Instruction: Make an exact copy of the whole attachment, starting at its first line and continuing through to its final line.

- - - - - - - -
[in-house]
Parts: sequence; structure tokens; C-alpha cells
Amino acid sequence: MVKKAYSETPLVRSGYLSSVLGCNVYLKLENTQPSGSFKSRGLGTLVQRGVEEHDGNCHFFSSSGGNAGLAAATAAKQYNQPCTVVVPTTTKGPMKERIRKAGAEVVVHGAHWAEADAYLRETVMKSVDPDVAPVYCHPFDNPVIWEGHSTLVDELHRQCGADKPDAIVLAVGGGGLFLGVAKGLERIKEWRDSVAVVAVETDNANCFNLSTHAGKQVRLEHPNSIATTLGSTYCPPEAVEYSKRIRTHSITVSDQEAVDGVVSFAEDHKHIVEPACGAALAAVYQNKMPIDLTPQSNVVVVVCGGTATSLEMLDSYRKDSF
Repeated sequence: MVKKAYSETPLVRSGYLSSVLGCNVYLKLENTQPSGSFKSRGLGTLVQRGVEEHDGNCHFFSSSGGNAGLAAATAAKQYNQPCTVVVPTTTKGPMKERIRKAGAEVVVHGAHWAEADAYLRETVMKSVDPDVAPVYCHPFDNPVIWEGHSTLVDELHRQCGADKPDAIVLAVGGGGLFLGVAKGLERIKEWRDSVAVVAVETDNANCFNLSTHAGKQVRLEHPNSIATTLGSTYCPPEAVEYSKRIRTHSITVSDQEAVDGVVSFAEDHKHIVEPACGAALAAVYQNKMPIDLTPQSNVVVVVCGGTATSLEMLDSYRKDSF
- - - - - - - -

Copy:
[in-house]
Parts: sequence; structure tokens; C-alpha cells
Amino acid sequence: MVKKAYSETPLVRSGYLSSVLGCNVYLKLENTQPSGSFKSRGLGTLVQRGVEEHDGNCHFFSSSGGNAGLAAATAAKQYNQPCTVVVPTTTKGPMKERIRKAGAEVVVHGAHWAEADAYLRETVMKSVDPDVAPVYCHPFDNPVIWEGHSTLVDELHRQCGADKPDAIVLAVGGGGLFLGVAKGLERIKEWRDSVAVVAVETDNANCFNLSTHAGKQVRLEHPNSIATTLGSTYCPPEAVEYSKRIRTHSITVSDQEAVDGVVSFAEDHKHIVEPACGAALAAVYQNKMPIDLTPQSNVVVVVCGGTATSLEMLDSYRKDSF
Repeated sequence: MVKKAYSETPLVRSGYLSSVLGCNVYLKLENTQPSGSFKSRGLGTLVQRGVEEHDGNCHFFSSSGGNAGLAAATAAKQYNQPCTVVVPTTTKGPMKERIRKAGAEVVVHGAHWAEADAYLRETVMKSVDPDVAPVYCHPFDNPVIWEGHSTLVDELHRQCGADKPDAIVLAVGGGGLFLGVAKGLERIKEWRDSVAVVAVETDNANCFNLSTHAGKQVRLEHPNSIATTLGSTYCPPEAVEYSKRIRTHSITVSDQEAVDGVVSFAEDHKHIVEPACGAALAAVYQNKMPIDLTPQSNVVVVVCGGTATSLEMLDSYRKDSF